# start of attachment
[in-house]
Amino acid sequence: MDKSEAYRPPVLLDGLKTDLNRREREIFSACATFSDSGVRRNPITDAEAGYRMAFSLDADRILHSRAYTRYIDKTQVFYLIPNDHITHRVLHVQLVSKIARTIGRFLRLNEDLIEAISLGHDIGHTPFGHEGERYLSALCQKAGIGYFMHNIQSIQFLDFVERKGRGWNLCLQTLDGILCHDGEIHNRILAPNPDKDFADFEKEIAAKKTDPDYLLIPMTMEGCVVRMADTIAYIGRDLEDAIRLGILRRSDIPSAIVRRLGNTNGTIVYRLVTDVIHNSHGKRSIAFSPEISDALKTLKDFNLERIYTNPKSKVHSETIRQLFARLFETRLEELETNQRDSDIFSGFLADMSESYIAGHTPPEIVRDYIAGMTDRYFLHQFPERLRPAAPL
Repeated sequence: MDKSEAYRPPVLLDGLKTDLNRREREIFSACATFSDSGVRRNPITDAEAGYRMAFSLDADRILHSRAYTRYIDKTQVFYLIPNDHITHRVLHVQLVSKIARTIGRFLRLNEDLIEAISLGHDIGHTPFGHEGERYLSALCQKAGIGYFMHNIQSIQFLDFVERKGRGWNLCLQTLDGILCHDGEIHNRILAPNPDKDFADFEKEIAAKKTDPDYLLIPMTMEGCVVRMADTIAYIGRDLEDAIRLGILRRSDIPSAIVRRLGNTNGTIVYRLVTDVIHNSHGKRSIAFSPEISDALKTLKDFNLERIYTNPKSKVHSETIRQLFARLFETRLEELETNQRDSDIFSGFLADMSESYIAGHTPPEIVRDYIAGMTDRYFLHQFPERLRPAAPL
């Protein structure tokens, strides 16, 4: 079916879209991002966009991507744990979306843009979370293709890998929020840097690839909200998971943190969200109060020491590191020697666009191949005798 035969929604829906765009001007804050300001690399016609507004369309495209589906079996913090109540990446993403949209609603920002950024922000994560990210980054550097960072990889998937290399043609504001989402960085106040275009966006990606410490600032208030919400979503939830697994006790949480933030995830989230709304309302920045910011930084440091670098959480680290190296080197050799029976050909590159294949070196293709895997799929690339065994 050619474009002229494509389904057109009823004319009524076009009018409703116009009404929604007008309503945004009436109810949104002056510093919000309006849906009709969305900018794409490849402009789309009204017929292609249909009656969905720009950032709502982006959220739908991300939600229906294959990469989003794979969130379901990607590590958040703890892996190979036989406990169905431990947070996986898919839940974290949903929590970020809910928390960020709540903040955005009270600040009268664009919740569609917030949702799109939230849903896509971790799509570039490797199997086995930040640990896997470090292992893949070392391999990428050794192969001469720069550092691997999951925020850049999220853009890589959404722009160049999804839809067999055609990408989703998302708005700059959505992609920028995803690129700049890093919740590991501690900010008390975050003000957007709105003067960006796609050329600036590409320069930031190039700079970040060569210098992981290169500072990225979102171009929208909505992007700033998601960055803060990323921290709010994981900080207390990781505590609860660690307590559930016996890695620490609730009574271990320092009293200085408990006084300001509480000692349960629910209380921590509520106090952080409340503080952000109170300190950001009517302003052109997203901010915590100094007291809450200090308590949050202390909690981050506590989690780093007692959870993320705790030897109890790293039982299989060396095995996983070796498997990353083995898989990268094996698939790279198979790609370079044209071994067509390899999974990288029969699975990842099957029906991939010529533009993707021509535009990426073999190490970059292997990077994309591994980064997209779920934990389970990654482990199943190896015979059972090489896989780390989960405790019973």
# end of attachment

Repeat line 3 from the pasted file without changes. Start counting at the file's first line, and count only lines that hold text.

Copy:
Repeated sequence: MDKSEAYRPPVLLDGLKTDLNRREREIFSACATFSDSGVRRNPITDAEAGYRMAFSLDADRILHSRAYTRYIDKTQVFYLIPNDHITHRVLHVQLVSKIARTIGRFLRLNEDLIEAISLGHDIGHTPFGHEGERYLSALCQKAGIGYFMHNIQSIQFLDFVERKGRGWNLCLQTLDGILCHDGEIHNRILAPNPDKDFADFEKEIAAKKTDPDYLLIPMTMEGCVVRMADTIAYIGRDLEDAIRLGILRRSDIPSAIVRRLGNTNGTIVYRLVTDVIHNSHGKRSIAFSPEISDALKTLKDFNLERIYTNPKSKVHSETIRQLFARLFETRLEELETNQRDSDIFSGFLADMSESYIAGHTPPEIVRDYIAGMTDRYFLHQFPERLRPAAPL